In the early 1900s, George Wallace and May Southern, Frank Wallace and Natalie Ott, and Bess Wallace and Harry Truman were three couples, all in their 20s, all in love, and all close friends. None of them knew it at the time, but they were destined to spend the rest of their lives together. Frank, George, and Bess were siblings, and after the three couples were married, all six were related to each other.
George Porterfield Gates, grandfather to Bess, Frank, and George, built the house known today as the Truman home. The three Wallace siblings had lived there with their mother and younger brother since shortly after their own father's death in 1903. Upon Frank's and George's marriages in 1915 and 1916, their grandfather subdivided the back 100 feet of his property into two 50-foot lots and gave them to his grandsons as wedding gifts.
The boys' constructed two craftsman-style bungalows, popular at the time, on these lots shortly afterwards. Frank Wallace was tall and dignified, a serious fellow who assumed responsibility for his widowed mother's business aff airs. His wife, Natalie, was the daughter of a banker and had traveled widely. When she was 20, Natalie was able to take a nine-month trip to Europe - something few Independence residents would have had the opportunity to do.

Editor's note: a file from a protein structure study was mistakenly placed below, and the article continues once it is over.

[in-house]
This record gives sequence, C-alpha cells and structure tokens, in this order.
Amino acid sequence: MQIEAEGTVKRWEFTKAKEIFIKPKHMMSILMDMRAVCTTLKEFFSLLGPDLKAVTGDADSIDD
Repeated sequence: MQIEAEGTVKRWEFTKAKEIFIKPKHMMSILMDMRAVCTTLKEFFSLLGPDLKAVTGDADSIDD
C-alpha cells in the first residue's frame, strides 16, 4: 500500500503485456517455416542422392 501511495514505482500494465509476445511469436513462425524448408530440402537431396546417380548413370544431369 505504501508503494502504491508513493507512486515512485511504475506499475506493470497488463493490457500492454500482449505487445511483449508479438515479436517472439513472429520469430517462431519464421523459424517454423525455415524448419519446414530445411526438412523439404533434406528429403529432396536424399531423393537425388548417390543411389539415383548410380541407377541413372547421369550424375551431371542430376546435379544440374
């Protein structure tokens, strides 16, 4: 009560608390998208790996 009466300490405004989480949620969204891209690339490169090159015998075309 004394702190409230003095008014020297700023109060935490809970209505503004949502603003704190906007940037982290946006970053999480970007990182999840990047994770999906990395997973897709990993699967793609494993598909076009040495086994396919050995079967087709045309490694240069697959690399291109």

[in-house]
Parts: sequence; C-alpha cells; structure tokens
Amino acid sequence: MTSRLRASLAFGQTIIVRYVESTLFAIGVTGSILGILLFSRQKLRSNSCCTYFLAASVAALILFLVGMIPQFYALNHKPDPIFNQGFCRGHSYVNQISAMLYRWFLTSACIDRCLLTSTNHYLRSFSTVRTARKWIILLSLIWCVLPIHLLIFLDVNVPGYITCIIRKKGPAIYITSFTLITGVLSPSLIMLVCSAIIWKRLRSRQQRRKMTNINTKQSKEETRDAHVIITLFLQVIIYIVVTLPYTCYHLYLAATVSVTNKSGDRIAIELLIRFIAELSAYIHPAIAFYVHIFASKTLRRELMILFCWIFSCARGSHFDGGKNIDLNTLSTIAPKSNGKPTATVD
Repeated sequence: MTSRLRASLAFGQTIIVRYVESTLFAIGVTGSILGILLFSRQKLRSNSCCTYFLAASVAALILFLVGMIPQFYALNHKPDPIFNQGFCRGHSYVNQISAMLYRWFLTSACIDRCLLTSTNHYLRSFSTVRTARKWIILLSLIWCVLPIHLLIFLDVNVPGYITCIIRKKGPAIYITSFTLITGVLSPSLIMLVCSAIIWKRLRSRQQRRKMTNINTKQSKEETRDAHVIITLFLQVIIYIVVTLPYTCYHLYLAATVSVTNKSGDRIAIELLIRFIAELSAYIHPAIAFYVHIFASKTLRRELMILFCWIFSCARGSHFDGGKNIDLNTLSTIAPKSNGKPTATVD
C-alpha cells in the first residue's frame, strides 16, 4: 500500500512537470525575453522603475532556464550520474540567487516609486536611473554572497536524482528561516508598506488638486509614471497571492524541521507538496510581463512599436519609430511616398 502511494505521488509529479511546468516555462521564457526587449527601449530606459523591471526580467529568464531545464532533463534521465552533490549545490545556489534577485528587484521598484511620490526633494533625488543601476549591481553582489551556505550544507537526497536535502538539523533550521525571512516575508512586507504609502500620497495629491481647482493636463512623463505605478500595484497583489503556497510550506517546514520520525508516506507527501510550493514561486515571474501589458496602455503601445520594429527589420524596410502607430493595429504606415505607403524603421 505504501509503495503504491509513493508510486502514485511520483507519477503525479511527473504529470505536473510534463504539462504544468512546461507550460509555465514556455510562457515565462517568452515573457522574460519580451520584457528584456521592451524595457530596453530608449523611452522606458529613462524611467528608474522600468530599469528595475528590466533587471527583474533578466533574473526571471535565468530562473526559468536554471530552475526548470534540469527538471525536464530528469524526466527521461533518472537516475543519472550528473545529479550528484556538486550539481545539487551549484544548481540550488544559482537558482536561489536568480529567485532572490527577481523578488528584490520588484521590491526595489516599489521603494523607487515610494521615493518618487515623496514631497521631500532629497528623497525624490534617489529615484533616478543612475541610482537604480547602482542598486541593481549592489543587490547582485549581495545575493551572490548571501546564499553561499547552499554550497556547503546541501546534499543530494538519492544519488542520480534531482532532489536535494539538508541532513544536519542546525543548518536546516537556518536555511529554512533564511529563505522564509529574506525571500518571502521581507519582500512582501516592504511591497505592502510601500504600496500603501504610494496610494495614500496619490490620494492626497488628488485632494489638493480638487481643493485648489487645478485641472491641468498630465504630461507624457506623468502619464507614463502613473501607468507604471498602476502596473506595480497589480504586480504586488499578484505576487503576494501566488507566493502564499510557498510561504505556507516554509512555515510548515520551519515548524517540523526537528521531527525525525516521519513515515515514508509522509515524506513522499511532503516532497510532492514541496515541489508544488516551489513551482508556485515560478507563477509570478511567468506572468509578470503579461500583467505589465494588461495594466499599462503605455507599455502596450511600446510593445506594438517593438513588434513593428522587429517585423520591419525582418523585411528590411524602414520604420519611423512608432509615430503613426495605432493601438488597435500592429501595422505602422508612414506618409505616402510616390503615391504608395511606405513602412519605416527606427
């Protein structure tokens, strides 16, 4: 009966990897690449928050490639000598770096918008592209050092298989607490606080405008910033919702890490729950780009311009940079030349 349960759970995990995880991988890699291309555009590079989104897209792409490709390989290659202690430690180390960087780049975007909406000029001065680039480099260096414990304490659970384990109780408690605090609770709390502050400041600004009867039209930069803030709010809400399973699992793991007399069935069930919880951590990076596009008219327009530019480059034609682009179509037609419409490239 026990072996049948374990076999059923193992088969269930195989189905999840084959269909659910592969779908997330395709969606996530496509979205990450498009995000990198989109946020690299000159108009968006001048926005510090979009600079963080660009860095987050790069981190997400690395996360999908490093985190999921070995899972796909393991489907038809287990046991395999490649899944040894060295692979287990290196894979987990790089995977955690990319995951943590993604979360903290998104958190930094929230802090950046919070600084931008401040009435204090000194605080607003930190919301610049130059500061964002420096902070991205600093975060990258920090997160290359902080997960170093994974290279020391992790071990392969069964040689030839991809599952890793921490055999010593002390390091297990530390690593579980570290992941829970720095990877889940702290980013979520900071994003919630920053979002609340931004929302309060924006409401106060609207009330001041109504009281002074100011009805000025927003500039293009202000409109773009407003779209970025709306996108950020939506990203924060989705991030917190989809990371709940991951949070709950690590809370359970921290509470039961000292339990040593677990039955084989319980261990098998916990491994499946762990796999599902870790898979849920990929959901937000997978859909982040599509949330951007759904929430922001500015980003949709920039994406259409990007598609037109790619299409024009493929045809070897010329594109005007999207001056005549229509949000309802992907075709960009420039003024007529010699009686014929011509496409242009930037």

George Wallace was the handyman; if something needed fixing, they took it to George. His wife, May, eventually found herself the family spokesperson after her brother-in-law Harry became the President of the United States. One local reporter remembered, "She was wonderful, because I could always find out what was going on. I would find out some things that some other papers wouldn't."
The Wallace Homes are located at 601 & 605 West Truman Road behind the Truman Home. The homes are not open to the public but are utilized by park service staff. The homes continue to be preserved and illustrate an extended family that often drew upon each other for help and support.
Did You Know?
Farming is hard work and requires physical strength. Harry Truman wrote to Bess in 1912, “A two-hundred-pound hog can almost jerk the ribs loose from your backbone when you get him by the hind leg.”